Vivianne Escolar on tue 16 feb 99
Hi everybody, I'm looking for art schools with a good ceramic program in
Canada, in the Toronto or Montreal areas, or the outskirts is fine.
Schools in other parts of canada are welcome and will be considered if
the program is suitable. Also, has anybody heard of a place called The
Dundas Valley School of Art, in a town, yes, you guessed, Dundas near
Hamilton, which in turn is near Toronto, or 8 kilometers to be precise.
Any information would be greatly appreciated. Thanks in advance!
Cori Herbert on mon 9 dec 02
Just recently I have caught the pottery bug. I have been doing it for over
one year, after taking some classes at a community college. I am currently a
junior at UCLA, and am majoring in sociology. I am almost done with my
requirements for my major, so I will most definitely graduate with my degree
in sociology. I bought a wheel last summer, and have been trying to hold a
job (at a bank, it's horrible), school full time, and throw when possible,
which is close to never. I caught the tail end of some sort of discussion of
art school, and I really want to go. I was wondering if you all know of some
art schools where ceramics is a major force in the art department. I want to
move out of Southern California, possibly even the United States, and get a
second degree. This new potter would greatly appreciate any information on
anything in the email. Wisdom is accepted with open arms. I mean, where
should I go to expand and learn?
Also, where can I fire and glaze and all that good stuff? I don't have a
kiln. I feel so lost when you guys are talking about things like glaze
calculations, and epson salts, and all that other complicated stuff, and I
want to learn!!!!! Slowly but surely.... thanks!
Everyone seems to have a cute little quote, so I feel weird just leaving it
vince pitelka on mon 9 dec 02
> I caught the tail end of some sort of discussion of
> art school, and I really want to go. I was wondering if you all know of
> art schools where ceramics is a major force in the art department. I want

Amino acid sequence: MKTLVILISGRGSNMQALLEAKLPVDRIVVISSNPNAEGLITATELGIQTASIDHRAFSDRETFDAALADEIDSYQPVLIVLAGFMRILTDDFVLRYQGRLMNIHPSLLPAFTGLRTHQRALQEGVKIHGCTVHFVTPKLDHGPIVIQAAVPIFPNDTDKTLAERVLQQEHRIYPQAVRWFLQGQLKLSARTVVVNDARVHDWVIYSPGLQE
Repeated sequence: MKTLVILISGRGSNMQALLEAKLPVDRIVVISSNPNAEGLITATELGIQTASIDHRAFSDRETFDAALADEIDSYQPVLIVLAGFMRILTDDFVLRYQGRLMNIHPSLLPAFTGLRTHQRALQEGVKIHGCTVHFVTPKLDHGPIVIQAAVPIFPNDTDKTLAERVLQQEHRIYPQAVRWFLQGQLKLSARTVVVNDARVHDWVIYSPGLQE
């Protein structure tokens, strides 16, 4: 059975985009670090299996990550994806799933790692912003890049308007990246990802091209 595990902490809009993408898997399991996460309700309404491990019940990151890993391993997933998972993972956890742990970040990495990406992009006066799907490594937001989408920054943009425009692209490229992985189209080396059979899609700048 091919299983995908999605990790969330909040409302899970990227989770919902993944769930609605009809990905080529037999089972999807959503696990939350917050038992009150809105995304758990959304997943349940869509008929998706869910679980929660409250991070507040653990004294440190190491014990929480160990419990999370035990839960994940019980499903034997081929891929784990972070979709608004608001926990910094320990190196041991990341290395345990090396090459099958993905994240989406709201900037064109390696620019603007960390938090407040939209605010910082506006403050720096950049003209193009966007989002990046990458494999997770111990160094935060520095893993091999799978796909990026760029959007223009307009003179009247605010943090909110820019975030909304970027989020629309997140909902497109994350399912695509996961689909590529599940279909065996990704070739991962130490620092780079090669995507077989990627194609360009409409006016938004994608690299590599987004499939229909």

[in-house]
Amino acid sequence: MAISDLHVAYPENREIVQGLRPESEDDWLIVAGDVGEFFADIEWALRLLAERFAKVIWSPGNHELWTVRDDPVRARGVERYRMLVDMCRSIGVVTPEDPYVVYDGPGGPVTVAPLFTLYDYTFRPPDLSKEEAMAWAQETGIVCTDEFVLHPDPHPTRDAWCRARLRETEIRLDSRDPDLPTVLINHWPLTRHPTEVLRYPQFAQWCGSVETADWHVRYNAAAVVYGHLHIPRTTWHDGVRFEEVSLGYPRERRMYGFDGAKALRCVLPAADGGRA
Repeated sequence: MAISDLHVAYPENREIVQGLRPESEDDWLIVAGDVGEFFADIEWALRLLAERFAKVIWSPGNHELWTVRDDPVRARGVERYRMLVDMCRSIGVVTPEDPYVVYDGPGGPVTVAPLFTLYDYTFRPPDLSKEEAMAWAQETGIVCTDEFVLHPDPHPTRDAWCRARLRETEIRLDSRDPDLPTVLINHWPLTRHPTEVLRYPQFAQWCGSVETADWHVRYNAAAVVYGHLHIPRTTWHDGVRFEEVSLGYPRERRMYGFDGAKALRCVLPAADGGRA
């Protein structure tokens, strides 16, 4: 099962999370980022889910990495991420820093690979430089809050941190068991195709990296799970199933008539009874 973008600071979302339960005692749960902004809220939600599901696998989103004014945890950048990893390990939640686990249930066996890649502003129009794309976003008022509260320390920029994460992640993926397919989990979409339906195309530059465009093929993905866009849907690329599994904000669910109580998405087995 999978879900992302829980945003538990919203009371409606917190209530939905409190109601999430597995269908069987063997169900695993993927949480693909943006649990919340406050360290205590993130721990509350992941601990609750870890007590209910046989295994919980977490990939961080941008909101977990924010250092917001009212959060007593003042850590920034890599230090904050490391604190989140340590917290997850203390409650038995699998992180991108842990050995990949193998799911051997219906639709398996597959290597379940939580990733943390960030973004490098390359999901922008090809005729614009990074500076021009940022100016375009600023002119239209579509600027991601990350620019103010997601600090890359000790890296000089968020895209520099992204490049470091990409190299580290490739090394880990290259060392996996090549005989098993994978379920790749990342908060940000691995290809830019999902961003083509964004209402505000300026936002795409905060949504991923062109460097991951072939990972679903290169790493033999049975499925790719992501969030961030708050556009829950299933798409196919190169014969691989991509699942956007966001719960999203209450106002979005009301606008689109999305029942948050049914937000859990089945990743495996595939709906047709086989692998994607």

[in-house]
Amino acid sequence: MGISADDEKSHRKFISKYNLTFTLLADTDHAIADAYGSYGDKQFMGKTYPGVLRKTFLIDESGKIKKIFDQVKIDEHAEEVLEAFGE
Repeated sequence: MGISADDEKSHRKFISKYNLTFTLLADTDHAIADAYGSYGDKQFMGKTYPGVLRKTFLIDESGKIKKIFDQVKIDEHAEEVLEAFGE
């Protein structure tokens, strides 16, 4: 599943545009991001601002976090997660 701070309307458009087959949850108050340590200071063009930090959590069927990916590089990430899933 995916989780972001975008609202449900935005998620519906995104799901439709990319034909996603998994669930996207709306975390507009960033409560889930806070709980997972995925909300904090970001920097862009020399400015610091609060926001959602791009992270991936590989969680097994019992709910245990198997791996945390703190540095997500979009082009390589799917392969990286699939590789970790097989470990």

> move out of Southern California, possibly even the United States, and get
> second degree. This new potter would greatly appreciate any information
> anything in the email. Wisdom is accepted with open arms. I mean, where
> should I go to expand and learn?
I would encourage you to look into our program at Tennessee Tech
University's Appalachian Center for Craft. Go to my website at
http://iweb.tntech.edu/wpitelka/ for more information about our programs and
facilities, and from there you can get to the Craft Center website and the
Tennessee Tech website. We are probably the only university BFA studio
program in the country that stresses the highest quality professional fine
craft education. Universities everywhere in the US are abandoning the fine
crafts, while it is our primary focus. We have spectacular facilities in a
beautiful wilderness location. Check out the website and email me any
questions or comments you have. Feel free to phone me at any time if you
want to talk about the program options.
Best wishes -
Appalachian Center for Crafts
Tennessee Technological University
1560 Craft Center Drive, Smithville TN 37166
Home - email@example.com
Work - firstname.lastname@example.org
615/597-6801 ext. 111, fax 615/597-6803
Bobbruch1@AOL.COM on tue 10 dec 02
For a BFA in which ceramics is a major part of the art department, I can
personally recommend the Cleveland Institute of Art, with professors Judith
Salomon and Bill Brouillard. The equipment and facilities are great, and the
students are encouraged to engage in a wide variety of work and methods,
i.e., the quality and development of the work will be the focus. I mention
this because I feel that there is pressure at some schools to work in certain
parameters that are defined by the faculty (and fellow students). Cleveland
is an industrial city, but it is not overwhelmingly large, and it is a
relatively cheap place to live if you want an urban environment.
Orchard Valley Ceramics Arts Guild on tue 10 dec 02
>Also, where can I fire and glaze and all that good stuff? I don't have a
>kiln. I feel so lost when you guys are talking about things like glaze
>calculations, and epson salts, and all that other complicated stuff, and I
>want to learn!!!!! Slowly but surely.... thanks!
Many community colleges, community centers, and city recreation
departments have pottery programs. The advantage of signing up for
such a program is that you can glaze and fire your work.
Also, try networking - you may find a potter with a studio who
would be willing to let you glaze and fire for a fee, or perhaps in
exchange for work. Start by talking to whoever you are buying your
clay and equipment from.
There at least one Guild in your area: Ventura County Potter's Guild
(http://www.vcpottersguild.com/). They may be able to direct you to
someone who could help with your firings.
Hope this helps!
- Bob Nicholson